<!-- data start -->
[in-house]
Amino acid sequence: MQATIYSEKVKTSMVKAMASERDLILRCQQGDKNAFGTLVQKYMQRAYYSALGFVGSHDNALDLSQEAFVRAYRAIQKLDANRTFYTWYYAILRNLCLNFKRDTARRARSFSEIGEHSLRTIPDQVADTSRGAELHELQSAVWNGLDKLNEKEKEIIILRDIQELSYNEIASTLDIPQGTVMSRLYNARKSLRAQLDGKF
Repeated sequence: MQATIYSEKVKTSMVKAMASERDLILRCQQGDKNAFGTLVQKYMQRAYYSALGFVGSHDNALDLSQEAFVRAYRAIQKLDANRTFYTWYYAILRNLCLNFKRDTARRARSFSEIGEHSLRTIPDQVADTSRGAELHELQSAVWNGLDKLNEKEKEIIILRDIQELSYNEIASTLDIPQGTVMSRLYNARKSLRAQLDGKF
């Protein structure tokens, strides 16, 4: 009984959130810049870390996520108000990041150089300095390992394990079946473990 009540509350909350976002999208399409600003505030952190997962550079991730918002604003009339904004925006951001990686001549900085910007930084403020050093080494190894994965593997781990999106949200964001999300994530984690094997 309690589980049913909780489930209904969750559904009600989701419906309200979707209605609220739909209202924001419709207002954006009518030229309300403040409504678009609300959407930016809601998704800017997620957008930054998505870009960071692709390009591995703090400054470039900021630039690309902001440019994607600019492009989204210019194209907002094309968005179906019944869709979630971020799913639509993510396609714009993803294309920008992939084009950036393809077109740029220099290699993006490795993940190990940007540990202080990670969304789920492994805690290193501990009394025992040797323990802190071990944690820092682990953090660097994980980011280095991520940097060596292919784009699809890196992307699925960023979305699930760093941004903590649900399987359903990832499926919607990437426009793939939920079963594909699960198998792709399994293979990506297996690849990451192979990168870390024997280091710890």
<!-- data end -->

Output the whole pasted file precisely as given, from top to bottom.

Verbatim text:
[in-house]
Amino acid sequence: MQATIYSEKVKTSMVKAMASERDLILRCQQGDKNAFGTLVQKYMQRAYYSALGFVGSHDNALDLSQEAFVRAYRAIQKLDANRTFYTWYYAILRNLCLNFKRDTARRARSFSEIGEHSLRTIPDQVADTSRGAELHELQSAVWNGLDKLNEKEKEIIILRDIQELSYNEIASTLDIPQGTVMSRLYNARKSLRAQLDGKF
Repeated sequence: MQATIYSEKVKTSMVKAMASERDLILRCQQGDKNAFGTLVQKYMQRAYYSALGFVGSHDNALDLSQEAFVRAYRAIQKLDANRTFYTWYYAILRNLCLNFKRDTARRARSFSEIGEHSLRTIPDQVADTSRGAELHELQSAVWNGLDKLNEKEKEIIILRDIQELSYNEIASTLDIPQGTVMSRLYNARKSLRAQLDGKF
């Protein structure tokens, strides 16, 4: 009984959130810049870390996520108000990041150089300095390992394990079946473990 009540509350909350976002999208399409600003505030952190997962550079991730918002604003009339904004925006951001990686001549900085910007930084403020050093080494190894994965593997781990999106949200964001999300994530984690094997 309690589980049913909780489930209904969750559904009600989701419906309200979707209605609220739909209202924001419709207002954006009518030229309300403040409504678009609300959407930016809601998704800017997620957008930054998505870009960071692709390009591995703090400054470039900021630039690309902001440019994607600019492009989204210019194209907002094309968005179906019944869709979630971020799913639509993510396609714009993803294309920008992939084009950036393809077109740029220099290699993006490795993940190990940007540990202080990670969304789920492994805690290193501990009394025992040797323990802190071990944690820092682990953090660097994980980011280095991520940097060596292919784009699809890196992307699925960023979305699930760093941004903590649900399987359903990832499926919607990437426009793939939920079963594909699960198998792709399994293979990506297996690849990451192979990168870390024997280091710890």